Less than a week before the 2022 WNBA draft, the No. 1 overall pick has traded hands. The Atlanta Dream now own it after making a deal Wednesday with the Washington Mystics, who won the draft lottery in December. Atlanta will call out the first name Monday (7 p.m. ET, ESPN) at the draft in New York.
The Dream are under new management — owners, general manager and coach all coming in last year — after missing the playoffs four of the past five seasons. Atlanta, which had the No. 3 pick, swaps that with Washington. The Mystics also get the No. 14 pick in the second round, along with the right to switch 2023 first-round picks with Los Angeles, as the Dream have the rights to that pick.
The Indiana Fever have four first-round picks, and how new general manager Lin Dunn and the Fever opt to use their selections will have a big impact on the rest of the first round.
Most of the seniors who were expected to be first-round picks declared for the draft, although the Iowa State Cyclones‘ Ashley Joens and South Carolina Gamecocks’ Victaria Saxton — who was projected to go in the second round — opted to stay for a fifth college season. We have two draft-eligible juniors projected to go in the first round.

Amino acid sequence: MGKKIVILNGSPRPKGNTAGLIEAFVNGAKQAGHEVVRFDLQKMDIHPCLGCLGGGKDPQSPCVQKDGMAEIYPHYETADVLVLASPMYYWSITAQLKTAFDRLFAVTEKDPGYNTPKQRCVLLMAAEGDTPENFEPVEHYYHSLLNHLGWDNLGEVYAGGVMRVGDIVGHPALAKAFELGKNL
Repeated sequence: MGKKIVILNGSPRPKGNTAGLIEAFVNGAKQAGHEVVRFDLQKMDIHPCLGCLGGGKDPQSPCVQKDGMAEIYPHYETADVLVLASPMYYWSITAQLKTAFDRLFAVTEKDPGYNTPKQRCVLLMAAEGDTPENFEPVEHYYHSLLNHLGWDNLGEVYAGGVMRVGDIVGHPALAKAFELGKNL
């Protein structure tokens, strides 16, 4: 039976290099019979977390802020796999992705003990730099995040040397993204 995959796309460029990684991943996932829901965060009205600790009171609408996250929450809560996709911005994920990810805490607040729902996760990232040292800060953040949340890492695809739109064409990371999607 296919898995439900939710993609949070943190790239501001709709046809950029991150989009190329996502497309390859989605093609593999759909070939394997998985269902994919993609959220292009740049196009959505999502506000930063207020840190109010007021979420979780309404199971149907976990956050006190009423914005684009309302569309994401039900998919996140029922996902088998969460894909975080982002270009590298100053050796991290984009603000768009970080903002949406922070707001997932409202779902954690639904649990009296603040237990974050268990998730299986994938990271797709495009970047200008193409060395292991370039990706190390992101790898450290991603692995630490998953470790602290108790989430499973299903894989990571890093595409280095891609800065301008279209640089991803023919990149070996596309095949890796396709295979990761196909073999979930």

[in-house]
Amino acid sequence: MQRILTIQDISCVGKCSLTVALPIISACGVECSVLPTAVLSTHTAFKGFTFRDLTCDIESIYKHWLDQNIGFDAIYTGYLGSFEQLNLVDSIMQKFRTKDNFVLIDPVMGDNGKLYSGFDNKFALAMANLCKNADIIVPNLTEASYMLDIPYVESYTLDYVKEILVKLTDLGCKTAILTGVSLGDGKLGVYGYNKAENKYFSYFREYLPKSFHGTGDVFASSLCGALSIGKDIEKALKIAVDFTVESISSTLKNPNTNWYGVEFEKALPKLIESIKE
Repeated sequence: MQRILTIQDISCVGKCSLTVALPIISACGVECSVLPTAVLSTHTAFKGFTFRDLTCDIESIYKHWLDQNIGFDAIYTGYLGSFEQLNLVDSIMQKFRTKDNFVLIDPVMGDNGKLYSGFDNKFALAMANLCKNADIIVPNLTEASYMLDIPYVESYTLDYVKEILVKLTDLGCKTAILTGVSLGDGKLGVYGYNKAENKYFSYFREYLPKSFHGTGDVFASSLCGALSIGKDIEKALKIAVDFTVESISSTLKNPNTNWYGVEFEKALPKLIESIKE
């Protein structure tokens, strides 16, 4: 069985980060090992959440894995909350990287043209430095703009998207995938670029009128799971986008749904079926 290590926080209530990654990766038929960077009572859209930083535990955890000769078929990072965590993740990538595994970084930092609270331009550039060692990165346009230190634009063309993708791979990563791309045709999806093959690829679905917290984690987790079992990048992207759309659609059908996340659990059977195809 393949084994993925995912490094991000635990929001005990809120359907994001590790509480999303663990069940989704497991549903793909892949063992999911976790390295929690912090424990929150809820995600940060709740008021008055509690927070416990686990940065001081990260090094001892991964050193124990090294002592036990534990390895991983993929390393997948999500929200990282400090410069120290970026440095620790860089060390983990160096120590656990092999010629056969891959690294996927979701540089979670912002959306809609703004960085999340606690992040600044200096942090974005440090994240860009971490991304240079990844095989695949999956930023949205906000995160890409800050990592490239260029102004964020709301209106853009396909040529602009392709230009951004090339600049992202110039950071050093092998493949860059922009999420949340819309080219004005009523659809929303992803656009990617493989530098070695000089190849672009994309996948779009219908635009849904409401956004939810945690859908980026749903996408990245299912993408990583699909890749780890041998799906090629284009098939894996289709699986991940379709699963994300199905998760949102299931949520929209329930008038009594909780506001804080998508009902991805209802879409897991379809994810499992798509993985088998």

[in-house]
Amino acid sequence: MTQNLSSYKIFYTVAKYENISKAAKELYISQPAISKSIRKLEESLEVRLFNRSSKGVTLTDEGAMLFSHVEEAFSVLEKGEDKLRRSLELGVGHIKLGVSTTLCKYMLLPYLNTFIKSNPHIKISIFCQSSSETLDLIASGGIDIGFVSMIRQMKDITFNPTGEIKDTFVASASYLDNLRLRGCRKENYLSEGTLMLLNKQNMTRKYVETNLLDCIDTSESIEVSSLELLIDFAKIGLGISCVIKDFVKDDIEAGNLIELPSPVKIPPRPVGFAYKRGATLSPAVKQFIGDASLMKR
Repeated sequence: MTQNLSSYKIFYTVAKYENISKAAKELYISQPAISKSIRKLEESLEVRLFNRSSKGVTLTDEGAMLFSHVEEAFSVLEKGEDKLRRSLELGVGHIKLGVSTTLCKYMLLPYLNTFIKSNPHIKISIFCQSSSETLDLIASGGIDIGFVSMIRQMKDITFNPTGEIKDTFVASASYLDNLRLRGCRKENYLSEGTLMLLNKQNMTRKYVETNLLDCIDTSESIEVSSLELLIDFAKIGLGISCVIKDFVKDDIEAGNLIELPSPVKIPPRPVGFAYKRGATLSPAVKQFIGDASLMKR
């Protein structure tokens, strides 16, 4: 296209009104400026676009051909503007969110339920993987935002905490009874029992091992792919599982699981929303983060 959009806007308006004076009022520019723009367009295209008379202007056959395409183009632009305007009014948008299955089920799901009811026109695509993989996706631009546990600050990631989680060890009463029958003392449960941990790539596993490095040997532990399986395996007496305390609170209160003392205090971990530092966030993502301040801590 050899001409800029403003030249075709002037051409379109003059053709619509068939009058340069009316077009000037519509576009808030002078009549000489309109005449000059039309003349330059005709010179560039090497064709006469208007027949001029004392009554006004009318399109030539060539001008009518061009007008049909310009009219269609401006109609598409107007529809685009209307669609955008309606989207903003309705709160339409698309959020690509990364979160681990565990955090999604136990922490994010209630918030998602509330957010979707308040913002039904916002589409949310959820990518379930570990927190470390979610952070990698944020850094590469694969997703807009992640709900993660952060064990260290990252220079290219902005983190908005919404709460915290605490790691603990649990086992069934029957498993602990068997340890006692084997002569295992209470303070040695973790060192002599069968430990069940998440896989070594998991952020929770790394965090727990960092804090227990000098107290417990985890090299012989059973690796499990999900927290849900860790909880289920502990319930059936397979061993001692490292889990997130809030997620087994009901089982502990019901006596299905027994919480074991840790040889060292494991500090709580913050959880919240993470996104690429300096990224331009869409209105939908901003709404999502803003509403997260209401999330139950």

With just 12 WNBA teams and 144 roster spots, even being a first-round pick doesn’t guarantee a player will make a roster. It’s harder for second-round picks, and harder still for those in the third round. But at least on Monday night, they all can experience the excitement of being drafted.
Kentucky | guard | 6-foot-2 | senior
Howard finished the season averaging 20.5 PPG and 7.4 RPG. At 6-foot-2 with 284 career 3-pointers, she has a chance to be a really difficult matchup with her size on the perimeter. Howard has gone back and forth between No. 1 and No. 2 in draft projections. The Dream clearly made the deal they did because they wanted someone specifically. And if it’s Howard, then she has the chance to be a pillar for the Dream to build around.
Baylor | forward | 6-foot-4 | senior